Connecticut Public Act 11-223, signed by Connecticut Governor Daniel Malloy on July 13, 2011, prohibits certain employers from using the credit history of a prospective or current employee in making hiring or employment decisions. Under the new law, employers may not “require an employee or prospective employee to consent to a request for a credit report that contains information about the employee’s or prospective employee’s credit score, credit account balances, payment history, savings or checking account balances, or savings or checking account numbers as a condition of employment.” There are certain exceptions to the new legislation. The prohibition does not apply if the employer is a financial institution, if such a report is required by law, or if the employer reasonably believes that the employee committed a violation of law related to the employee’s job. Additionally, employers may require consent when a credit report is substantially related to the employee’s current or potential job or the employer has a bona fide purpose for requesting or using information in the credit report that is substantially job-related and is disclosed in writing to the employee or applicant in writing. Connecticut is the sixth state to enact a law restricting employers’ use of credit history, following Hawaii, Illinois, Oregon, Washington, and Maryland. Similar legislation is being considered at the federal level, and several states have similar bills pending, including California, New York, Pennsylvania, Georgia, and Florida.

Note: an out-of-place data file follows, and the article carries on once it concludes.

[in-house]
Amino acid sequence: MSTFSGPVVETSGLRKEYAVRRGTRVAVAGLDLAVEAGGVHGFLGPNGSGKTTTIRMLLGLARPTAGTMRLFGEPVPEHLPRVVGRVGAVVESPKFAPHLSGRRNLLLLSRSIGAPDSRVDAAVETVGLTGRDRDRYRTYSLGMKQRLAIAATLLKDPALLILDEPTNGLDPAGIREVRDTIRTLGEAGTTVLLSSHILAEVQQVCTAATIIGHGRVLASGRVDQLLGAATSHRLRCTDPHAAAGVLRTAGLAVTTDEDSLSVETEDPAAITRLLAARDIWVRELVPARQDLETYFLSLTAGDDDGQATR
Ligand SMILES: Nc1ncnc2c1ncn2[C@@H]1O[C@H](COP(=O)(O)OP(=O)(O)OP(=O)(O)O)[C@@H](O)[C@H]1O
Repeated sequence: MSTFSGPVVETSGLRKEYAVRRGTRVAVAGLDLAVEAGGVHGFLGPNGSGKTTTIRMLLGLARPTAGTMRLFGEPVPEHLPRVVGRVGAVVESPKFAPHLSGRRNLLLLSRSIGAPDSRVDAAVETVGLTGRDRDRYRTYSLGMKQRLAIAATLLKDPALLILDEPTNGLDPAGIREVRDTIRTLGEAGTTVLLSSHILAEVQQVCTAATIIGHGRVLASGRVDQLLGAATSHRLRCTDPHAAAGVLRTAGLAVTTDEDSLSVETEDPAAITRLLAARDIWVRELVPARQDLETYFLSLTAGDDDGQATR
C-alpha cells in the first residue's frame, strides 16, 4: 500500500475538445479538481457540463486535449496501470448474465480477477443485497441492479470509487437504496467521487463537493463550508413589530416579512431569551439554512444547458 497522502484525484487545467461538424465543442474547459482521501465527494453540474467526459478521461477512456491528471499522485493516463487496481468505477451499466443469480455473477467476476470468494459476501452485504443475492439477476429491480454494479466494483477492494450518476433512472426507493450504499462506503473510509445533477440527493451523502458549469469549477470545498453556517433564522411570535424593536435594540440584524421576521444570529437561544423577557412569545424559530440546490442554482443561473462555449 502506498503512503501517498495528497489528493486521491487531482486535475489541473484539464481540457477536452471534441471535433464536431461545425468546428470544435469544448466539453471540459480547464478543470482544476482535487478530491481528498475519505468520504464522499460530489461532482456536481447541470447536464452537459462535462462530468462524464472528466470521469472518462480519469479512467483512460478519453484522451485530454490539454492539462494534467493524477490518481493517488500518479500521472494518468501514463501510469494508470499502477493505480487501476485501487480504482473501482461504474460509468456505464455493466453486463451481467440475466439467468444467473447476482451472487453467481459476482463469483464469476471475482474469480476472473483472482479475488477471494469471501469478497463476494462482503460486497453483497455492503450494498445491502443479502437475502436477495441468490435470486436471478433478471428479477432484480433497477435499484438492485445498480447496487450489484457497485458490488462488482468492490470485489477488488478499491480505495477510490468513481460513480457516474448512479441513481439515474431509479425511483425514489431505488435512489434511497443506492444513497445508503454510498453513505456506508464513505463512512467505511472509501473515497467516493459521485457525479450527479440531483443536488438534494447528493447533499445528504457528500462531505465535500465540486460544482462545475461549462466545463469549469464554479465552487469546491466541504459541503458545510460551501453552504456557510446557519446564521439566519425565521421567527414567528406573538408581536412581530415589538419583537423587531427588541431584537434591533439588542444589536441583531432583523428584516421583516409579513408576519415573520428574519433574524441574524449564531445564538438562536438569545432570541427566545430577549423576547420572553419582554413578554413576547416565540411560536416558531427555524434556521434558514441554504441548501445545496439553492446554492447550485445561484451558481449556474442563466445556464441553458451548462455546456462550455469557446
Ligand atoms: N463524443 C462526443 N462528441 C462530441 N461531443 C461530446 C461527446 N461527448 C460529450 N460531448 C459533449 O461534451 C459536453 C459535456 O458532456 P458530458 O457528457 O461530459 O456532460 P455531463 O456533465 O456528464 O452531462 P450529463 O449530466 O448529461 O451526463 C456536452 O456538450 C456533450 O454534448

TIP:   Employers in Connecticut should prepare to comply with this new legislation, which goes into effect on October 1, 2011.